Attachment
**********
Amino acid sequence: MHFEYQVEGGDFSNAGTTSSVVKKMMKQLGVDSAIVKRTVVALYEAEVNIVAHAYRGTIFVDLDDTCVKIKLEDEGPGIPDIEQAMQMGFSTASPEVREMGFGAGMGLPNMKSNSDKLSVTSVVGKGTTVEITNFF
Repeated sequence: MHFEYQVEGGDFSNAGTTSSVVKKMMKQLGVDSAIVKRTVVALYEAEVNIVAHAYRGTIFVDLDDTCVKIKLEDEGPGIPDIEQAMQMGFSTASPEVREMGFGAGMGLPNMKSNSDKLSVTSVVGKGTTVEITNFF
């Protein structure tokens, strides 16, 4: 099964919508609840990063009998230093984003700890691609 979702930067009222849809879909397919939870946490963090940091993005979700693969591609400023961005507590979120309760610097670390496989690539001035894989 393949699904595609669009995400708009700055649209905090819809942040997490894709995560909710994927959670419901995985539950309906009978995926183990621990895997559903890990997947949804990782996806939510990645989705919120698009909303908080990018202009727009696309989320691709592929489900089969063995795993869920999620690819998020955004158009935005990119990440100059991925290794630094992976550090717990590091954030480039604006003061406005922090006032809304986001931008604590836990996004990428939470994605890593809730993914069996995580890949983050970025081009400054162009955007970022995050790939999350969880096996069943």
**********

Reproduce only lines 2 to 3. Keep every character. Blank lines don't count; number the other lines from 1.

Repeated sequence: MHFEYQVEGGDFSNAGTTSSVVKKMMKQLGVDSAIVKRTVVALYEAEVNIVAHAYRGTIFVDLDDTCVKIKLEDEGPGIPDIEQAMQMGFSTASPEVREMGFGAGMGLPNMKSNSDKLSVTSVVGKGTTVEITNFF
């Protein structure tokens, strides 16, 4: 099964919508609840990063009998230093984003700890691609 979702930067009222849809879909397919939870946490963090940091993005979700693969591609400023961005507590979120309760610097670390496989690539001035894989 393949699904595609669009995400708009700055649209905090819809942040997490894709995560909710994927959670419901995985539950309906009978995926183990621990895997559903890990997947949804990782996806939510990645989705919120698009909303908080990018202009727009696309989320691709592929489900089969063995795993869920999620690819998020955004158009935005990119990440100059991925290794630094992976550090717990590091954030480039604006003061406005922090006032809304986001931008604590836990996004990428939470994605890593809730993914069996995580890949983050970025081009400054162009955007970022995050790939999350969880096996069943």